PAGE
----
The Civil War in South Sudan that has been raging since December 2013 has largely fallen off the international radar. Many major news outlets have no coverage at all of the ongoing fighting across the region, but this week has seen the release of a new UN report into the conflict and damning evidence of widespread violence against civilians by the government militia.
The conflict broke out on December 15th 2013 following a split within the ruling Sudan People’s Liberation Movement (SPLM). After opposition leaders within the SPLM voted to boycott a National Liberation Council meeting, President Salva Kiir ordered that all troops in the capital Juba be disarmed. However, Army leaders later returned arms to troops of Dinka ethnicity, which led to fighting breaking out after many troops of the Neur ethnicity questioned the decision by leaders. Dinka and Neur people have been in conflict throughout the 19th and 20th century, partly as a result of disagreements over British colonial rule in the region, but this conflict has now descended into warfare between the SPLM led by Kiir, and supported by Uganda, and the SPLM-IO (In Opposition), which is led by Riek Machar, and also supported by a movement called the Neur White Army.
Just a fortnight ago, Al-Jazeera reported that unnamed UN sources were estimating that up to 50,000 people have been killed so far in the conflict. A ceasefire was agreed last year, and in January Machar was re-appointed Vice President of a transitional government. Despite the ceasefire, fighting is still ongoing but on a smaller scale than in the last two years, and details are now coming out violence that has taken place against civilian populations.
An Amnesty International report released on March 10th has revealed that civilians in the Guat payam province of South Sudan had been arbitrarily detained by government forces. Many of these civilians had brought their cattle to the capital Leer on the orders of the government, who then detained them under suspicion of being opposition agents. The report goes on to claim that these civilians were not just detained, but also tortured by government forces. Government troops are accused of having forced up to 25 men into shipping containers, and allegedly executing some of them at gunpoint before depositing the bodies in a pit around a kilometre north of the airbase at which the men had been detained.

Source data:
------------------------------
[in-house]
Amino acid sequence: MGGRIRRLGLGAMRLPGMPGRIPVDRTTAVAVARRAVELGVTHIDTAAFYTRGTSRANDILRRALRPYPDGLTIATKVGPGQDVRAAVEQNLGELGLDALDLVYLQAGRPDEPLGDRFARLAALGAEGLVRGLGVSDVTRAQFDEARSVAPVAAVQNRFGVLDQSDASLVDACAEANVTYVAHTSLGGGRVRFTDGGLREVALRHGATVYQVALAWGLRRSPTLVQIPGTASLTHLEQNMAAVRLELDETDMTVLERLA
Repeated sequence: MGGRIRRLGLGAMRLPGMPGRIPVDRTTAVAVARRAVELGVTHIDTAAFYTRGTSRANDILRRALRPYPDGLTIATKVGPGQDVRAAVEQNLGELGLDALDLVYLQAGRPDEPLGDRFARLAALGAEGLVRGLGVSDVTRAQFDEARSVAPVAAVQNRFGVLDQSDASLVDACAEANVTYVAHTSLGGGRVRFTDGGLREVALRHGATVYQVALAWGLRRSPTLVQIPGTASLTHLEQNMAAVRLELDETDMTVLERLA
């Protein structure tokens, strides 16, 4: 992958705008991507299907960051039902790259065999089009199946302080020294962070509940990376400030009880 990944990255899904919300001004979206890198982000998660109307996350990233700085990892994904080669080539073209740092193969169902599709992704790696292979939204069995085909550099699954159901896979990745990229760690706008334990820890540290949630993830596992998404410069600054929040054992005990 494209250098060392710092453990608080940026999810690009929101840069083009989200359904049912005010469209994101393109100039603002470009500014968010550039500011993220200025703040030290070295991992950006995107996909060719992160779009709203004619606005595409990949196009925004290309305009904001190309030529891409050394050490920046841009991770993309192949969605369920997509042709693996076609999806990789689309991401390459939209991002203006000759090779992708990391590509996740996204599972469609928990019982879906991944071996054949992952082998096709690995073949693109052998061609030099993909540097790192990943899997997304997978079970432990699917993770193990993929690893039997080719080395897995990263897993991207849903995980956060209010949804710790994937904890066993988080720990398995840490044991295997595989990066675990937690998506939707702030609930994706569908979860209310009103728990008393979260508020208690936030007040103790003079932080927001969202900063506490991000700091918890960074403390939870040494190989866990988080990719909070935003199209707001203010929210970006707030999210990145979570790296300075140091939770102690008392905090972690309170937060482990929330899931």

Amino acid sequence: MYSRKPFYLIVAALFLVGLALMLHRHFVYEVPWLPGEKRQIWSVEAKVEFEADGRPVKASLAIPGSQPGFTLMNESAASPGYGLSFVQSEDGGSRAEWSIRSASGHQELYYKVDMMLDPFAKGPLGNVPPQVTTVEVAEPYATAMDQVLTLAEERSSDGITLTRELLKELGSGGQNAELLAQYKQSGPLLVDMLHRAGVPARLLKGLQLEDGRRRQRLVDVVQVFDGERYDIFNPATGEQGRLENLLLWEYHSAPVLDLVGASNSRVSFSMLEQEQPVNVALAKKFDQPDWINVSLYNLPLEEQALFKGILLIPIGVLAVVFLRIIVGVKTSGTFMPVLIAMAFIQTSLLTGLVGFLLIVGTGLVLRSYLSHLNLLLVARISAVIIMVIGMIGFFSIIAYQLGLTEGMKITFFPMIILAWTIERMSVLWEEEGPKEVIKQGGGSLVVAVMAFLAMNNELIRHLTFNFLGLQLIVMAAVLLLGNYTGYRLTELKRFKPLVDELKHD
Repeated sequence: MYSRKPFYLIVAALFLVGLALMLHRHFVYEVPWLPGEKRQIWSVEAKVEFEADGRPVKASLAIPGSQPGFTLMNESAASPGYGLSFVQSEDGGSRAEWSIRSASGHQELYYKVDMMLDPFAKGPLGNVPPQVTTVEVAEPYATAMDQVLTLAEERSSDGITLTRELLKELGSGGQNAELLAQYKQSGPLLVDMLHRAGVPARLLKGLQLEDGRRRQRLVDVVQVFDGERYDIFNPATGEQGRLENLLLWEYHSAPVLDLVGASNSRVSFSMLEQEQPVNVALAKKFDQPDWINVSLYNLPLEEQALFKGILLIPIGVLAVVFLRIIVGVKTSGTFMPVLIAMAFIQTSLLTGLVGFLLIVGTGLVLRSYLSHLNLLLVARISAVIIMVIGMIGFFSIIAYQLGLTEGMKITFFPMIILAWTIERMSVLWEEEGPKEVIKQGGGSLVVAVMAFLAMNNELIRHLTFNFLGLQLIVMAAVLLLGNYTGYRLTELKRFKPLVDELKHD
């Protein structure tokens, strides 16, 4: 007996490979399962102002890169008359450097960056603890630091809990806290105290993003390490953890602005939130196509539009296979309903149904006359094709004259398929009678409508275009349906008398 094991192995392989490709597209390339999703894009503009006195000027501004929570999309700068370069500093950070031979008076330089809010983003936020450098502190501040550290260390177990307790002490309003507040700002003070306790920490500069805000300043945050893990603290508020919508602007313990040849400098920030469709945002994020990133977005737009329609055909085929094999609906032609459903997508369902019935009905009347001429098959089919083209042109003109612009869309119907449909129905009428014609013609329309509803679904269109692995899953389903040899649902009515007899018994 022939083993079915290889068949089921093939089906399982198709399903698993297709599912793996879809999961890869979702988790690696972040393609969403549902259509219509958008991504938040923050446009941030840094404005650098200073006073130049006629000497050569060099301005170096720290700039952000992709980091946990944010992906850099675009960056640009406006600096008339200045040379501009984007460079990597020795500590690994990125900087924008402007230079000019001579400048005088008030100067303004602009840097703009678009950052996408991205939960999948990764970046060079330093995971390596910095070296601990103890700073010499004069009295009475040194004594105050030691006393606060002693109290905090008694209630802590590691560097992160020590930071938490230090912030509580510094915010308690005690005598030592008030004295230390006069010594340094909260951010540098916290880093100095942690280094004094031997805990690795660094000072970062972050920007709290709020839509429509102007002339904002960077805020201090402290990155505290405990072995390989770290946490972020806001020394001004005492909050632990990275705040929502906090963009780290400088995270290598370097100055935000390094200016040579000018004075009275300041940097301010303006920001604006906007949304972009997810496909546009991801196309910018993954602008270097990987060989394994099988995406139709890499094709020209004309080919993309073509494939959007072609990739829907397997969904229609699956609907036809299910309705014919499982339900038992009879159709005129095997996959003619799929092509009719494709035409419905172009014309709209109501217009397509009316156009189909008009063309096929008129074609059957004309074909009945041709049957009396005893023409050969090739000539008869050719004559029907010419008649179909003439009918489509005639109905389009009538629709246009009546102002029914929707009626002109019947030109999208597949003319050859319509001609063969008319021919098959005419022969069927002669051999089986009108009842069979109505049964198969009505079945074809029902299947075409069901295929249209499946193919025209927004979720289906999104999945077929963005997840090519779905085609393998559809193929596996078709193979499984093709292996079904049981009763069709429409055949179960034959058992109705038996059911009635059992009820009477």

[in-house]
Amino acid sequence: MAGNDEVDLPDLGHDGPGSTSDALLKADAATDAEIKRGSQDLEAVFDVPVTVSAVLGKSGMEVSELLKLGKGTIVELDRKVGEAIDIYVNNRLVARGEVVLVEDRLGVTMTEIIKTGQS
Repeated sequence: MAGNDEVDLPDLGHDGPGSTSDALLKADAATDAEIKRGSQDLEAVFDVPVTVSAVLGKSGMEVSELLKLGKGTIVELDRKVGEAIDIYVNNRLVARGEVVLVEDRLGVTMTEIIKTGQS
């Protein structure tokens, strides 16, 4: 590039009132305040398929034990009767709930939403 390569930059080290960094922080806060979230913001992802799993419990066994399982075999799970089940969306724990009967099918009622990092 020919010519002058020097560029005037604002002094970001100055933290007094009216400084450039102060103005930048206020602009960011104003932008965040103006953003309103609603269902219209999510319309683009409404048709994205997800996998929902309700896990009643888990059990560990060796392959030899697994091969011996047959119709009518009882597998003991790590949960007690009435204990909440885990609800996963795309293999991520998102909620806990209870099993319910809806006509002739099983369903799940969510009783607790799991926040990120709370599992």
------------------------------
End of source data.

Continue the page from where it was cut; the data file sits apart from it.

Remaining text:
This allegation follows on from accusations by the United Nations Office for the Special Representative of the Secretary-General for Children and Armed Conflict in 2015 that there had been 617 children recruited by both sides during the conflict. The same report alleges that killing and maiming of children was commonplace during the 2013-15 period of conflict, and that mass graves have been found around the city of Bor, with up to 490 bodies being discovered, although these reports have not been fully verified.
The most damning evidence released, however, is another UN report released on March 11th, which alleges systematic killing of civilians by government forces, both in the detainment containers which the Amnesty report focused on, and by a variety of other methods including hanging, mutilation with machetes, and immolation. This report also suggests that alongside the killing of civilians has been a systematic programme of rape against civilian women carried out by government forces.
This allegation is particularly serious, as the trial of Jean-Paul Akayesu in 1998 following the Rwandan Genocide, ruled that systematic rape can constitute a genocidal crime if it can be proved that it was intended to be against a targeted group, which could in this case be the Neur ethnic minority. It is likely that the evidence at present would not be enough to justify a charge of genocide against the government, but the fact that it could even possibly be considered as such demonstrates the seriousness of the allegations against government forces.
These claims demonstrate just what has been missed by much of the media over the last two years. The conflict in South Sudan has the fledgling nation in near ruins, and the tentative ceasefire agreement may not be enough to hold the country together. If it can hold, however, it remains to be seen if the government will allow any investigation of the claims against their forces, given that the Presidential spokesman has rejected any government complicity in violence committed by their forces.
The most worrying aspect of this whole story is that this may just be the beginning, with UN Commissioner for Human Rights Rupert Colville suggesting this could be ‘the tip of the iceberg’ as regards the potential cases of violence and killing across the country, but it must now be hoped that the ceasefire holds and that no more violence occurs.